People on public assistance who live in adult care homes get $66 a month to pay for prescription drugs, their telephones, deodorant, clothes, and other personal items.
That $66 doesn’t go far, so many people end up relying on charities, family members, or the adult care homes themselves to provide some essentials. Often, they go without some of the basics.
Friends of Residents in Long-Term Care, a group that advocates for people living in adult-care and nursing homes, wants the legislature to increase the allowance for people living in those facilities.
The group wants to convince the legislature to include the increases in the state budget, Executive Director Bill Lamb said.
Nursing-home residents get even less than those in adult care homes. The personal needs allowance for people in nursing homes sits at the federal minimum of $30 a month, he said.
North Carolina is one of the few states that hasn’t added to the minimum set in the late 1980s, Lamb said.
Rob Bailey, who lives in Oak Hill Assisted Living Community in Angier, said he has to stretch $66 a month to cover phone payments, haircuts, deodorant, toothpaste, and other supplies.
“There are certain things that I have to pay for myself,” Bailey said. ”A lot of times I just run out of them.” Bailey, 39, has multiple sclerosis and is a member of the Friends of Residents board.
“I really would like to just have my own, to be able to take care of things,” he said.
Nursing homes vs. adult care homes
The state has different types of facilities for elderly or disabled people. Nursing homes provide skilled care and must comply with federal regulations to be eligible for Medicare and Medicaid payments.
Most Medicaid recipients have some income from Social Security, pensions or other money, according to Friends of Residents.
Typically, most of that money goes to nursing homes to cover the cost of care, but residents are allowed to keep $30.
Nursing home residents in most other states get more money each month to spend on necessities and extras, Lamb said. Florida recently raised its monthly allowance to $130. Georgia increased its monthly allowance from $50 to $65 last year, according to the Georgia Health Care Association.
South Carolina’s personal needs allowance is $30 a month, according to the South Carolina Department of Aging.
For people in North Carolina nursing homes, Friends of Residents want a $40 increase, to $70 a month.
In adult care homes, which are not required to provide skilled nursing care, residents who get help from the state and counties to pay for room and board receive $66 a month for personal expenses. Residents automatically keep $20 of their income, and $46 comes from the state and county governments.
The state and county part of the allowance hasn’t increased since 2003, said Lamb. The advocacy group wants to increase the total allowance to $90 a month by adding $24 a month to the portion the state and counties pay.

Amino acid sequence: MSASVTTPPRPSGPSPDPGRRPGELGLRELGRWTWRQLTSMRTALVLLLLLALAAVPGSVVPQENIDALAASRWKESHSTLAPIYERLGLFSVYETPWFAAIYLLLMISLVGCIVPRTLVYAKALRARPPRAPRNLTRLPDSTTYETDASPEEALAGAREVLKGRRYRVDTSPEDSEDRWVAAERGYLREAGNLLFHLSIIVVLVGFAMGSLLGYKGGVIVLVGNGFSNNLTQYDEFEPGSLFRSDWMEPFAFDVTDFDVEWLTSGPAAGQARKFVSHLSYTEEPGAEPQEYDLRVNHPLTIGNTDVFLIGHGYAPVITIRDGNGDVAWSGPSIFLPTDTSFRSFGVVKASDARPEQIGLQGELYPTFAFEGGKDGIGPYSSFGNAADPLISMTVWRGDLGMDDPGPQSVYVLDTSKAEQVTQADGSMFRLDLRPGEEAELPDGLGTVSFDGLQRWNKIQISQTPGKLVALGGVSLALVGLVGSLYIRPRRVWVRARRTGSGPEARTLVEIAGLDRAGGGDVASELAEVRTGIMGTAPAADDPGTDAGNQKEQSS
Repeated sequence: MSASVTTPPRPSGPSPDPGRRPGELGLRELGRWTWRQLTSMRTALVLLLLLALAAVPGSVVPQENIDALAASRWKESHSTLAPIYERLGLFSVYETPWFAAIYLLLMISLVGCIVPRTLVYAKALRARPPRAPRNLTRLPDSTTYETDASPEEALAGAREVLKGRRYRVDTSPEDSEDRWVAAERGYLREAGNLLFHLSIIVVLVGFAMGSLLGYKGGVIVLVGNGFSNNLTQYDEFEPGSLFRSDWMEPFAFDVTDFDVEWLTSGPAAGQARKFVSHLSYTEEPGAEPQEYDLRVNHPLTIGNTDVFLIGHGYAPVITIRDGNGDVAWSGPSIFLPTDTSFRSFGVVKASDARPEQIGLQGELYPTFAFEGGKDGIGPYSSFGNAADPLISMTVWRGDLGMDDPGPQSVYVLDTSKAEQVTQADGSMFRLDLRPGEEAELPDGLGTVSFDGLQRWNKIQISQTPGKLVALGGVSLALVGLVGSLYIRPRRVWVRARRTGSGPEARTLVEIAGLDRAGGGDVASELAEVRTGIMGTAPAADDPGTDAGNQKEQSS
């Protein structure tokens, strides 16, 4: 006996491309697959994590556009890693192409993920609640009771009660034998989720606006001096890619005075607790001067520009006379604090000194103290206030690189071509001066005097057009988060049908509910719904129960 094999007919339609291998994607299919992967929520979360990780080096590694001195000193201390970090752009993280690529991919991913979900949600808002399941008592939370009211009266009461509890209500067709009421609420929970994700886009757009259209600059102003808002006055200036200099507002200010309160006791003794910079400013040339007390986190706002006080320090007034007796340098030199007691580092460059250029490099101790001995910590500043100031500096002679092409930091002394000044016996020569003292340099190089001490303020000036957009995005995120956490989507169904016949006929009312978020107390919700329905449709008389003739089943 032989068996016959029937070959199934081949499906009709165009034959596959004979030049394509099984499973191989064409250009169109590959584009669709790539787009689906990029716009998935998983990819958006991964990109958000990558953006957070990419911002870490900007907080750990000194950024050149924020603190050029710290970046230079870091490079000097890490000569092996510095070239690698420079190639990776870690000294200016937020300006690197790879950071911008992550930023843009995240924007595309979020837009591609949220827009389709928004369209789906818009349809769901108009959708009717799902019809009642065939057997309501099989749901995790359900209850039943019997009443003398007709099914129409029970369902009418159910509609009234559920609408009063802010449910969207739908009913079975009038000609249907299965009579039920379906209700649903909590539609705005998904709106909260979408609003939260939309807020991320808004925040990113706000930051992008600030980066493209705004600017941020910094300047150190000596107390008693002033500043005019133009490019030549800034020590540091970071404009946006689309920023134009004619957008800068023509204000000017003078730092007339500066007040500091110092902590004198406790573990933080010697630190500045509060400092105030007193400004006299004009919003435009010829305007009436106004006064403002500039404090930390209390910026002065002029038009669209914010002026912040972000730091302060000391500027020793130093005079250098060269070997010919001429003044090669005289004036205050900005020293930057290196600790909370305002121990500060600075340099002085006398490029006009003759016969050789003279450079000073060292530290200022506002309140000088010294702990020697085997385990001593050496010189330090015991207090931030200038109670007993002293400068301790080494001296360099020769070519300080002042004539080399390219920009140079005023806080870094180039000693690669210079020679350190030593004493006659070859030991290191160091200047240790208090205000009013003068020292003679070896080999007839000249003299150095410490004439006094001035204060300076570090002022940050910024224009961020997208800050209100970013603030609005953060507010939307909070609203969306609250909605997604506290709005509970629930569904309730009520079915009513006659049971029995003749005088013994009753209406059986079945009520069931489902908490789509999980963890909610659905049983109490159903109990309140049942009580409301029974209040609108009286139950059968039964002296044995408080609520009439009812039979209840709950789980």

The increases will cost money, but there’s no final determination how much. Dave Richard, the state Department of Health and Human Services deputy secretary for NC Medicaid, said the department is working on the calculations.
“There are multiple complicating factors,” Richard said. “We don’t want to have unintended consequences.”
Money to increase personal needs allowances wasn’t included in the budget Gov. Roy Cooper released Wednesday.
The trade organizations that represent assisted living facilities and nursing homes say patients should have more money to spend.
Paying for medicine
Unlike nursing home residents, people living in adult care homes and who receive government help are responsible for covering co-pays for their medicine under Medicaid.
Frances Messer, president and CEO of the NC Assisted Living Association, one of the trade groups for adult care homes, said residents sometimes have co-pays for seven to 10 medications.
Many homes provide basics such as deodorant and toothpaste, she said.
“They just feel it is something that we do,” Messer said. “We’re not required to do so.”
Even then, some residents don’t have money for clothes or other necessities. Residents who are under state guardianship can’t count on any outside help.
“When you spend your money, it’s gone,” she said. “It’s not in the state’s budget as a guardian to add those extra things.”
More spending money for adult care home residents has the potential to increase costs to counties.
Kevin Leonard, executive director of the N.C. Association of County Commissioners, said if the legislature wants to raise personal needs payments, the counties’ portion of the increase should be optional, or the legislature should give them a way to pay for it.
“If there’s additional funding, and there’s a match, we always advocate for the corresponding state resources,” he said.
Michael Rubins, who has been living in adult care homes for eight years, including two at Oak Hill, said his $40 monthly pharmacy bill doesn’t leave him with enough to cover other basics.
Rubins said his family members help him, but other Oak Hill residents don’t have the same support.
At his former adult care home, which is now closed, residents would get by on church donations, said Rubins, who is 30, has cerebral palsy, and is also a member of the Friends of Residents board.
“I just think of all the people who don’t have the family support that I have and aren’t blessed with that and it’s really difficult,” he said. “I don’t think the legislature really realizes you can’t make it on that much money.”